Babcock, like many great coaches, is a former defenseman and has always wanted his teams to prioritize goal prevention first and foremost. But, with a youthful group filled with speed and skill up front and some holes in the back end, the Leafs haven't always played to his liking - even when they've had success.
Over the last four games, Babcock has seemingly pulled out all the stops to get the Leafs to play as defensively as possible, and it's not working. That's not their identity.
For example, the Leafs held a 2-1 lead over the Flyers heading into the third period Tuesday night. Instead of trying to keep the pressure and build on their lead, Babcock had the Leafs sit back, clog the neutral zone, and simply try to "hang on" for 20 minutes. It did not work, as they wound up losing 4-2 and were outplayed in the final frame.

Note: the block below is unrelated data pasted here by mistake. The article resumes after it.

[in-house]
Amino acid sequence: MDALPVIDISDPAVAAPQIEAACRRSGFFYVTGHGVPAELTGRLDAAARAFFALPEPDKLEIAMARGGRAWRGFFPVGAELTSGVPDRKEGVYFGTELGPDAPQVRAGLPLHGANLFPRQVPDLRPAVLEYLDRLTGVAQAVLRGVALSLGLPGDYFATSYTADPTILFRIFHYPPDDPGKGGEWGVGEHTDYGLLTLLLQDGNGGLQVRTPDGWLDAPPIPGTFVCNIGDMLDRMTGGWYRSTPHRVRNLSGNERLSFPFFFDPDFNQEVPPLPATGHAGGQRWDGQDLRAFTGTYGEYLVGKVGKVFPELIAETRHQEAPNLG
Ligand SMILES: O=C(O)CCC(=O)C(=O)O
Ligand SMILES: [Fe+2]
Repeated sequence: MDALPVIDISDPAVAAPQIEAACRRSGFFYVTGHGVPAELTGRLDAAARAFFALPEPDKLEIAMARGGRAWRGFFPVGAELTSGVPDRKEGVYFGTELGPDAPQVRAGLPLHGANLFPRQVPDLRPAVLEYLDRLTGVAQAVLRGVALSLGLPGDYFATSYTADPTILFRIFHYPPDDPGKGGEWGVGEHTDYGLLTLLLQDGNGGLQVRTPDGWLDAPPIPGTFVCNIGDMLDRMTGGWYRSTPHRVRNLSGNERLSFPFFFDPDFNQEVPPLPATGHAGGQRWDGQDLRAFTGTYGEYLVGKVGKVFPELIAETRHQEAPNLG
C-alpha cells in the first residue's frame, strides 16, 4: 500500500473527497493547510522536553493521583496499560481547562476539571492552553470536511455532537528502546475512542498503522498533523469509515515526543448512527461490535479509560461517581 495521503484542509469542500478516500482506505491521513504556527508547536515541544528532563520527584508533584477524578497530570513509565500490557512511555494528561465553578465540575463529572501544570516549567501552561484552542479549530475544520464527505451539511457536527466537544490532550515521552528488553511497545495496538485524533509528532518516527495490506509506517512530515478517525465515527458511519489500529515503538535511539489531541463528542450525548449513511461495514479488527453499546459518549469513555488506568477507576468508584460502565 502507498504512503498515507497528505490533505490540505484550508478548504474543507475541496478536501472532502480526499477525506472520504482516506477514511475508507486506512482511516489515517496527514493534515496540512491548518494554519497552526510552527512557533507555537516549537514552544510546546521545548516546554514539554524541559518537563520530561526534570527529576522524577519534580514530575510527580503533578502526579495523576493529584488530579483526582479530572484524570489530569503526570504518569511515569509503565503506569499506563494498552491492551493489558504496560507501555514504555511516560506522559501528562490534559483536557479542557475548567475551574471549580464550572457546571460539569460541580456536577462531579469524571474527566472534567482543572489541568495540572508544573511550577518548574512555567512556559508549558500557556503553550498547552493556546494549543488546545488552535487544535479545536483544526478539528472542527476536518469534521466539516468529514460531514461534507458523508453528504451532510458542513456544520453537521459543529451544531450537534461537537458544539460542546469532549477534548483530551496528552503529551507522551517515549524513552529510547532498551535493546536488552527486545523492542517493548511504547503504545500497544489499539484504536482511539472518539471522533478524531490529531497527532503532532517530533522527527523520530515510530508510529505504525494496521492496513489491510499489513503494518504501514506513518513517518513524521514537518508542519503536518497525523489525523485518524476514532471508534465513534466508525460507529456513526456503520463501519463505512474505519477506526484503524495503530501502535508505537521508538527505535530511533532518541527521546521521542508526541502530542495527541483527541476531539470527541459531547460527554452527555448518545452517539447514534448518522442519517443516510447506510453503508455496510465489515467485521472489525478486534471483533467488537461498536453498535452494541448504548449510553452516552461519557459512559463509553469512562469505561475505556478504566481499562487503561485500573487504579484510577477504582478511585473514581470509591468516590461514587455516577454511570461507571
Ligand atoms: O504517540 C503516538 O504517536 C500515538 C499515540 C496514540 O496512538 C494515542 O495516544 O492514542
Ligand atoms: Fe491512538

Sure, hindsight is 20/20, but the Leafs have more than enough speed and skill up front to apply pressure with the lead and hem an opponent in their own end for the bulk of a period.
Over the last four games, the team's ability to generate scoring chances has drastically tailed off:
SCF = Scoring Chances For HDSCF = High-Danger Scoring Chances For
Last 4 games
SCF per game
HDSCF per game
As you can see, they're generating 6.41 less scoring chances for per game, and 3.42 less of the high-danger variety.
SCA = Scoring Chances Against HDSCA = High-Danger Scoring Chances Against
Last 4 games
SCA per game
HDSCA per game
Even with the defensive mindset, the Buds are still allowing practically the same amount of scoring chances per game.